Harvard in 65th Beanpot.
By CAROLINE CRONIN
The 65th playing of the Beanpot Hockey Tournament features the pitting of four Boston school teams against each other in a competition that is characteristic of New England sports. As Harvard, Northeastern, Boston University and Boston College all made their way to TD Garden on the first Monday of February, both loyal school fans and hockey purists alike joined them. The T was packed with students sporting both their respective team’s gear and the unmistakable mark of the Patriots – distinguishing the true Boston natives from the rest. But both had come to watch the matchups of Harvard v. Northeastern and BU v. BC in the Men’s Beanpot Semifinals.
Upon arrival at the Garden for the Harvard game at 5pm, one might pause at the dominating color combo of yellow and black over anything crimson. Indeed, the large majority of seats were left empty to remind everyone that we were visitors in the home of the Bruins. While such an athletic legacy is inspiring to some, the slow fulfillment of those same seats as time came closer to the BU v. BC game was disheartening for the number of Harvard students in attendance. And yet, those who did come out to witness the defeat of Northeastern made sure to cheer with the band, fly the flag, and jeer unfavorable calls.
The first of the three periods on the ice provided little excitement for the fans. No goals were made by either team though plays moved quickly back and forth. It seemed the Harvard team offense simply needed a little warming up though goaltender Merrick Madsen skillfully stopped six shots on goal. For much of the second period, Harvard kept Northeastern on the defensive and Alexander Kerfoot scored a celebrated goal at 13:50. However, that celebration was cut short when, five minutes later, Northeastern’s Adam Gaudette reciprocated in the culmination of a power play and the period ended 1-1.
The No. 4/5 ranked Harvard team came in strong to the third period as the band played “Ten Thousand Men of Harvard” and students sang along with the familiar verse (not the Latin one, for the most part). The second Harvard goal was decisively scored by Clay Anderson after a few minutes of attempts on the Northeastern net. A broken stick on the ice displayed Harvard’s good use of body defense while the puck was kept in play. The third goal by Tyler Moy drew fans to their feet as a rough pile on at the net resulted in a lengthy referee discussion behind the glass. It was at this point that Harvard supporter Emelia Vigil ’18 fully subscribed to the excitement of hockey. Vigil admits that though hockey has not been one of the main sports she watched in the past, she was “excited to see the first Harvard game,” and “loved the speed and strategies of the athletes.” She cheered particularly loudly when the refs awarded the third Harvard goal and called the play good.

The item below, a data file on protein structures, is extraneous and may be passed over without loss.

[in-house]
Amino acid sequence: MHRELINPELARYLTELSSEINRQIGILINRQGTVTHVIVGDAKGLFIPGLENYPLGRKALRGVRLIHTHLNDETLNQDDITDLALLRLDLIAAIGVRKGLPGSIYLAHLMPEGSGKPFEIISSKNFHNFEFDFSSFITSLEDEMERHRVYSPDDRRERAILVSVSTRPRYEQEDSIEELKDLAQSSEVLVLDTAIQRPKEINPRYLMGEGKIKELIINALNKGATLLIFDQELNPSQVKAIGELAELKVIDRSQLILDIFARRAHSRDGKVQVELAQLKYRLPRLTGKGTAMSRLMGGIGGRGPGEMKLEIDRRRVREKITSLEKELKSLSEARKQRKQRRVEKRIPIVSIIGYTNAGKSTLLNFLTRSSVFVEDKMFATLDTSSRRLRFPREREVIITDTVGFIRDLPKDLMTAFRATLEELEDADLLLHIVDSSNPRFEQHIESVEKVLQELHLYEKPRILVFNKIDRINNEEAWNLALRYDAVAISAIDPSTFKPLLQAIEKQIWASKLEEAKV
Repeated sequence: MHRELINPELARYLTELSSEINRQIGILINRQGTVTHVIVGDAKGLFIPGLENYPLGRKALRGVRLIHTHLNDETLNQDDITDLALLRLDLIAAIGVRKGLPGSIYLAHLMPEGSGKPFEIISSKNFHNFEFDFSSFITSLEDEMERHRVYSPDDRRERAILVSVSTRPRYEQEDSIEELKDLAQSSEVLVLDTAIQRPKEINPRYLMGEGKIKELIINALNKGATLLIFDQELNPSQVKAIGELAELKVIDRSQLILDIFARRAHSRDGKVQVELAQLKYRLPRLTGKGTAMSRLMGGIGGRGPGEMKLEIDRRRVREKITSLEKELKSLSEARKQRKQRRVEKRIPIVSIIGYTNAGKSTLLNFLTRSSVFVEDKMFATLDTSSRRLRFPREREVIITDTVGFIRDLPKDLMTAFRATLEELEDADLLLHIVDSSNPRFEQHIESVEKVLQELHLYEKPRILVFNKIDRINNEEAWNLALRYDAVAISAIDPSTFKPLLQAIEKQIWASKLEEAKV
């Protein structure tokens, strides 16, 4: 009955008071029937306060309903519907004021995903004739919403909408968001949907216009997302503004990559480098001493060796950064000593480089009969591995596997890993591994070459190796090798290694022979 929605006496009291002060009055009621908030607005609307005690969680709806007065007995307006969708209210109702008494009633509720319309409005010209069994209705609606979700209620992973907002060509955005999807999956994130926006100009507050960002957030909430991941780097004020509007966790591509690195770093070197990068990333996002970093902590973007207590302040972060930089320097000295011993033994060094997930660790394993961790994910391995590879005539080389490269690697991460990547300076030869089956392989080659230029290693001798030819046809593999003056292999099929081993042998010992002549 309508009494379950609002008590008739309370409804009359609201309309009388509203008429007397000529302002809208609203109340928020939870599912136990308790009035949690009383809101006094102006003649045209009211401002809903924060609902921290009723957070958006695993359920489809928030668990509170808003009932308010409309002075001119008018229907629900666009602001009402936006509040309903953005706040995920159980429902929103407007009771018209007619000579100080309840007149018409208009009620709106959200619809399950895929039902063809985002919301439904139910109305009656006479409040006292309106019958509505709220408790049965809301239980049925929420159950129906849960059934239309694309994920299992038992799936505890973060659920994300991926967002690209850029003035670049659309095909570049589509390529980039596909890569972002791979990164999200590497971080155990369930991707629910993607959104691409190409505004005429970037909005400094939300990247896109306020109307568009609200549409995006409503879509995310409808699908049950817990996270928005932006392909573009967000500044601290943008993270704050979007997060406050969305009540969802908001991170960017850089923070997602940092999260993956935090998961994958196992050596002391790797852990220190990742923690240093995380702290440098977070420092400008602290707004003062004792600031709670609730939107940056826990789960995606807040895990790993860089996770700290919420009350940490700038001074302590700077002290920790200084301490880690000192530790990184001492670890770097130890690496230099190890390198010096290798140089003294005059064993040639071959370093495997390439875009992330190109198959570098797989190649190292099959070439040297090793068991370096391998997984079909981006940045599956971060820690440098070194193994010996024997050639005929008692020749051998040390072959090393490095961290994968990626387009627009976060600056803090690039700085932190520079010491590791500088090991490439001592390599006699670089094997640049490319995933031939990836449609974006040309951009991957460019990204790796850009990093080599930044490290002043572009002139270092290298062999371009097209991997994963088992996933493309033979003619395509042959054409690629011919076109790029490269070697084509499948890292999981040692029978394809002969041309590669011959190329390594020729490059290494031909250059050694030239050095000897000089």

The Crimson, now confident in their 3-1 lead made a quick turnaround to boost the differential with Luke Esposito scoring the fourth goal. At 4-1 more than halfway through the final period, Harvard’s victory seemed certain. But Northeastern was able to shake that confidence with 2 more goals as another stick broke in the action, penalties were called, and players ended up sliding into the net. Still, Madsen saved four shots in the last minute of the game as the Huskies played a man up on the ice and an empty net to make that final push. And thus, Harvard made it to the finals for the first time since 2008 with a competitive and determined team.
The triumphant Crimson will play again next Monday against the winner of the BU v. BC game: the BU Terriers.
Caroline Cronin (email@example.com) wishes the Harvard team luck in next Monday’s matchup!